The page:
Business users everywhere these days seem to be losing their collective minds and going rogue. Not in the inimitable style of a certain former governor of Alaska, but in the combative style of impatient teenagers who want what they want when they want it. (That would be now.)
Stories by Maryfran Johnson
"I'm so done with alignment," declared the CIO pacing across the stage at our CIO Perspectives New York event a few weeks ago. "It's not even part of the conversation anymore. IT and the business are in this together. Period."
Debates about how CIOs can earn a "seat at the table" have been going on for so long now that the phrase itself has become a tiresome cliche.
What used to be the sweetest deal on the planet for ERP vendors has left a bitter aftertaste in the mouths of many CIOs. With maintenance and support costs running upwards of 20 percent annually, these legacy systems are costly, complicated and customized to the max.
Let's take the glamorous title of "Global CIO" and break it down into some of the job realities. What do multinational CIOs have to do that their domestic counterparts don't?
Now here's a real classic on the comeback trail: developing your own applications. Sounds so retro, doesn't it? The kind of thing startups do when the CEO doubles as the chief product engineer and surrounds himself with a cabal of graduates writing code. So what's going on when large pharmaceutical companies, insurers, hotel chains, health care providers and online powerhouses like travel firm Orbitz are found, in this day and age, productively rolling their own?
I was chatting up the CIO of a large manufacturing company recently, and we got on the subject of who really runs his IT organization. He singled out two key IT executives, one in charge of the infrastructure side -- all the hardware, networking and moving parts -- and one in charge of the software side, where the data management, enterprise applications and business logic live.
The phone rang one Saturday afternoon, and over the line came the kindly voice of a woman from MasterCard's fraud-detection unit. Was I aware that my card was currently making the rounds? "What kind of charges?" I asked, listening as she read off the itinerary of my credit card as it visited an overpriced hair salon, a pharmacy, a shoe store and a restaurant.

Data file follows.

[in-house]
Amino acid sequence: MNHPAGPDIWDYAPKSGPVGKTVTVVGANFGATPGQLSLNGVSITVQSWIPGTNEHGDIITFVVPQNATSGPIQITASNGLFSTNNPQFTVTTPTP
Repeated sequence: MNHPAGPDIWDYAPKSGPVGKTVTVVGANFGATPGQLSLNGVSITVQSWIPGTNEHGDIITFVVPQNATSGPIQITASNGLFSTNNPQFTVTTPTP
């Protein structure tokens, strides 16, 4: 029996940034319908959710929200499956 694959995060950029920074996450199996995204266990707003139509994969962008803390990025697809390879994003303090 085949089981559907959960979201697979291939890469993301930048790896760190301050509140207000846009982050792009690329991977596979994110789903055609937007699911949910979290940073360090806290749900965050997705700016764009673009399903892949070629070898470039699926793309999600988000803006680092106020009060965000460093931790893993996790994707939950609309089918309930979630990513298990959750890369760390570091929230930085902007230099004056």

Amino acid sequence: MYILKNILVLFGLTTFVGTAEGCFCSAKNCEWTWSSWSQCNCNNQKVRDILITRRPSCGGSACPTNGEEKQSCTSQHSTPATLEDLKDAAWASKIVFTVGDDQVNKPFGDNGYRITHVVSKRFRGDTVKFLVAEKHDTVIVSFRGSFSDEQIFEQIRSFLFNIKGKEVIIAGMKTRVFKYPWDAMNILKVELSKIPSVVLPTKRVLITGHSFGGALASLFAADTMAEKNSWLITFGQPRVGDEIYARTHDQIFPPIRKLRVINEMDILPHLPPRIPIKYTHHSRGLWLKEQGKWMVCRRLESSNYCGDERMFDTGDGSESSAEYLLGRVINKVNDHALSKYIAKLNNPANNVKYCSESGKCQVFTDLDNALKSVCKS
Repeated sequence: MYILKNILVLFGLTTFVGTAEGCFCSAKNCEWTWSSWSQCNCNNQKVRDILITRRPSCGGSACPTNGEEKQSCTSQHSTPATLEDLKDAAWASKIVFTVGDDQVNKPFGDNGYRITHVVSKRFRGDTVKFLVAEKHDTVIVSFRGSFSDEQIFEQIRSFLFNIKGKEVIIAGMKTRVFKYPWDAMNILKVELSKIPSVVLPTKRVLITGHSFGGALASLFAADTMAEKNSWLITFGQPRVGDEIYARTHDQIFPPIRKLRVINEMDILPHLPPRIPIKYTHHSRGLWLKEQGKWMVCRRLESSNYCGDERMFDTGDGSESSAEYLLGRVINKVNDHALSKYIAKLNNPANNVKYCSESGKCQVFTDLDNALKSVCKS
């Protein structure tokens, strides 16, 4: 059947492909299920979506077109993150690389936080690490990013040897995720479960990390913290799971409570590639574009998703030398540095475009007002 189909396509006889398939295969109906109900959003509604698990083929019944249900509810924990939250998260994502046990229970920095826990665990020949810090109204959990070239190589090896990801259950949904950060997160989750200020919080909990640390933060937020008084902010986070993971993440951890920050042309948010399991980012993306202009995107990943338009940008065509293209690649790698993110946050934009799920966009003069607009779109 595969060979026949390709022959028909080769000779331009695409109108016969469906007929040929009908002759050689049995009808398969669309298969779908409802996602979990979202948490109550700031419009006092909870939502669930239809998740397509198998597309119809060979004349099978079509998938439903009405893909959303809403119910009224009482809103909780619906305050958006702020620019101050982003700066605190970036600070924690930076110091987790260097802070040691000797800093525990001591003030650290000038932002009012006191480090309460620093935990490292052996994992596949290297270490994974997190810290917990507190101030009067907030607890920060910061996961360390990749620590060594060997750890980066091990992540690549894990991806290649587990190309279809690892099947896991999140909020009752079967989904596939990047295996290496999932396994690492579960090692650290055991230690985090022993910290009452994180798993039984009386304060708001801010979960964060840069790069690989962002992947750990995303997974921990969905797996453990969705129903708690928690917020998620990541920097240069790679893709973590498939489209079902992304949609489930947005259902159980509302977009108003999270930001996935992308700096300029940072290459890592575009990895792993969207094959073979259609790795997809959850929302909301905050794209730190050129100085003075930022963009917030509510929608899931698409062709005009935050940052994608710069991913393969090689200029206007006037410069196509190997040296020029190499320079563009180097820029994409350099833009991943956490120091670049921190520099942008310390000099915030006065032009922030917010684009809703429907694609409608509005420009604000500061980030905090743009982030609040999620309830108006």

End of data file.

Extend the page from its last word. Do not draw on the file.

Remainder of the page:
As any enterprise customer who's spent time with Sanjay Kumar will confirm, the former CEO of Computer Associates International is a genuinely nice man, a talented business leader and a well-respected figure in the industry. In every regard, Kumar is viewed as a vast improvement over his contentious mentor, infamous CA co-founder Charles Wang.
Raise your hand if you're tired of the perpetual debate about how important the CIO role is to the business. (I'm picturing a veritable sea of hands out there.) I know I'm beyond bored with discussions about who's got a "seat at the table" and who doesn't. I don't care if the CIO reports to the chief executive or to the CFO. And I've lost all interest in whether the top IT exec rose up through the programmer ranks or hopped a cubicle wall from the business side.
No more what? Have I lost my mind? No, just my tolerance for the stigma of slapping an "IT" label on projects that would be far better served by more accurate, less legacy-driven descripters. Such as? How about "customer project","compliance project", "supply chain project" or "process improvement project"?
Like oblivious revellers in the last days of the Roman Empire, enterprise software vendors are enjoying themselves at customers’ expense with ever-increasing maintenance fees, overpriced support costs and forced-march upgrades. Imagine their shock when this party comes crashing to its inevitable end.
When all was said and done, did Mydoom spell doom for your company? Did the fast-spreading, widely publicized virus bring your enterprise down in a tangle of clogged e-mail systems and overwhelmed servers during the past few weeks?
Tony Scott has been coming to Comdex for 15 years, although as the chief technology officer at General Motors he could clearly delegate the task. He still makes the annual trek to Las Vegas because the legendary trade show, even on its deathbed, gives him “a snapshot of what’s really being adopted” by other technology buyers.
There's something ironic about the way so many vendors are talking about simplifying computing environments yet struggling to explain their visions in terms that make sense to anybody.